I was dubbed the “gallant Pelham” by General Robert E. Lee of the Confederate States of America, and subsequently got myself killed fighting for that terrible cause, maybe the worst cause that ever was. We can all thank God it became known as the “lost cause.”
Like everyone else, I was born in a particular time and place, and like most people, I suppose, I eventually became a victim of both. For me the time was what historians like to call Jacksonian America, in the early fall of 1838 to be exact. And, fittingly enough, the place was just outside a town called Jacksonville in the hill country of northeast Alabama. The town was named for our country’s seventh President because, soon after he rose to fame as a hero in the War of 1812, he successfully “removed” the Indians from that part of the state. “Making it suitable for civilization” was what they called it back then, not the wholesale slaughter of indigenous people for the gain of moneyed interests.
I’ve been called “the heartthrob of the Confederacy” (although I prefer “stud” myself), but that’s just romanticized Civil War mythology of the worst sort. As with a lot of things, the truth is more complicated. There’s no denying that I met my share of young ladies along the war’s path (“young ladies” is what we called members of the fair sex in those days), and I admit to breaking my share of hearts. In fact, I can honestly claim that three women donned mourning upon hearing of my death, not to mention all the hysterical tears shed over my casket when I lay in state in the Confederate Capitol. But the only girl I ever loved, a beautiful mulatto—I believe “bi-racial” is the term used in today’s parlance— was lost to me a long time before the war ever started. Her name was Aryanna, and she was a slave on my family’s cotton farm. I’ll tell you more about her later.
I’ve also been called “Lee’s boy artillerist,” and General Stuart’s “artillerist pet,” the latter of which I find especially objectionable. It’s true that I was boyishly handsome—that’s what some have termed my appearance, anyway—and fresh out of West Point when the war began, but I did everything I could to get myself away from Jeb Stuart, Lee’s Cavalry Commander and my commanding General. The man claimed to love me like a brother, and I’m sure in his mind his affection was nothing more than “brotherly love,” but it’s important to remember that some things were unspeakable back then, even unthinkable. In other words, fresh faced as I may have been, I’d already had my share of brotherly admirers at West Point, and I was never born yesterday.
The most important thing you need to understand about me, though, is that I wasn’t the hardcore rebel fighter that history makes me out to be. I won’t deny that I was a hardcore fighter—it’s no accident that General Lee dubbed me the “gallant Pelham” in his report to Confederate President Davis following the Battle of Fredericksburg. (I’ll have you know it was the only occasion on which he mentioned a junior officer by name during the entire course of the war.) And General Jackson, “Stonewall” as he came to be known, thought I was the perfect soldier. The man could be extremely critical of his officers, even had them arrested and court-martialed, but for me he only had praise. Well, he damn well should—I helped him earn his nickname at Manassas, that first terrible battle of the war where we whipped the Yankees. And after the Battle of Antietam, possibly the worst battle of all, when more Americans were killed than on any day in our history, you know what Stonewall declared? “With a Pelham on each flank, I believe I could whip the world.”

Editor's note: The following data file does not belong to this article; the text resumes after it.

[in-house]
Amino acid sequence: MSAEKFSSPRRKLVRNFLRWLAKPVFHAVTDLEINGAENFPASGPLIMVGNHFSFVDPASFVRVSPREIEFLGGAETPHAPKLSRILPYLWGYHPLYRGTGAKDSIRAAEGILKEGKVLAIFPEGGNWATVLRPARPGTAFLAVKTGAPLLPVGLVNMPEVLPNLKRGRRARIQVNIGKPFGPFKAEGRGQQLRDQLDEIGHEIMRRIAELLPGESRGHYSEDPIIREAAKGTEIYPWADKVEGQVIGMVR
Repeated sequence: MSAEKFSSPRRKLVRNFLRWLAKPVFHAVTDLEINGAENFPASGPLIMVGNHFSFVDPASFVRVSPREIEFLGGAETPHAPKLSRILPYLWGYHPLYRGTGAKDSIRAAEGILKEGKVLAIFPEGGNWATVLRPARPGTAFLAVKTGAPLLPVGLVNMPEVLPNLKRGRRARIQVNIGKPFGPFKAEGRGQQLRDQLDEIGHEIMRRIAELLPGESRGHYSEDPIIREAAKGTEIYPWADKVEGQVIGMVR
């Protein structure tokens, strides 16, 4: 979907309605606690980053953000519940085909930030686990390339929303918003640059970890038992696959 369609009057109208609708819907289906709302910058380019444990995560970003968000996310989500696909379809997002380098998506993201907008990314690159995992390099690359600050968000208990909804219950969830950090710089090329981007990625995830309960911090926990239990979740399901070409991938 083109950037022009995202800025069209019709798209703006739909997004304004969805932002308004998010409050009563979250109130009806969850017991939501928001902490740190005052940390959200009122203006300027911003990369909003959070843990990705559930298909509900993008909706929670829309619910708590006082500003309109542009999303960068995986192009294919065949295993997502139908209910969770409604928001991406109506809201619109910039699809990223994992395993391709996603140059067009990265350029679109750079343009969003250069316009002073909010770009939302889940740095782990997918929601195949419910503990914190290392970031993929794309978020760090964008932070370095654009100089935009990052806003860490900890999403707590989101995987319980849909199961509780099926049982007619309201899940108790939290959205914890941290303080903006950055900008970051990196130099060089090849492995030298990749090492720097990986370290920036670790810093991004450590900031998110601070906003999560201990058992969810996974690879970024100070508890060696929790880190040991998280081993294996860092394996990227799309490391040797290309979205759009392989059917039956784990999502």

But despite doing a pretty good job of fooling the entire Confederate high command, not to mention a good deal of Richmond’s wartime society, I was no hardcore rebel. The fact is, you might say I was an abolitionist who sold his soul to the devil in exchange for fame, glory and, yes, a good deal of sexual conquest.
I grew up on an Alabama cotton farm, the son of a slave owner, but I never understood why white people owned black people, why one group of people should work their lives away for the betterment of another. I out-and-out rejected the prevailing notion that bondage was the only way for Negroes—African Americans, they’re called today—to live in the civilized world. What a bunch of nonsense that was! What a convenient excuse to enslave people for your own betterment! I’m convinced that’s what it comes down to.
So, as you can see, I was a poorly cast and unlikely “prince of the South,” another label some fools enjoyed pinning on me in the years following the war, when Southerners made up all that romantic nonsense about their fallen “heroes.” Maybe it’s true I was as brave as Julius Caesar (do we really know that Caesar was brave?), but I was no hero. What hero fights for a cause he knows is wrong? What hero sells his soul for fame, glory and carnal pleasures?
General Lee dubbed me the “gallant Pelham” because I was an extremely audacious soldier, and if you ask me, there’s a strong connection between my boundless vanity and my incredible audaciousness. And given that, in his younger days, General Lee himself was considered the handsomest man in the army, I can’t help but wonder if his vanity didn’t help to make him one of the most audacious generals in history, invading the North not once but twice, and repeatedly challenging the Federal Army despite his considerable disadvantage when it came to manpower and resources. Historians generally agree that his audaciousness almost resulted in victory for the Cotton Kingdom’s Confederacy.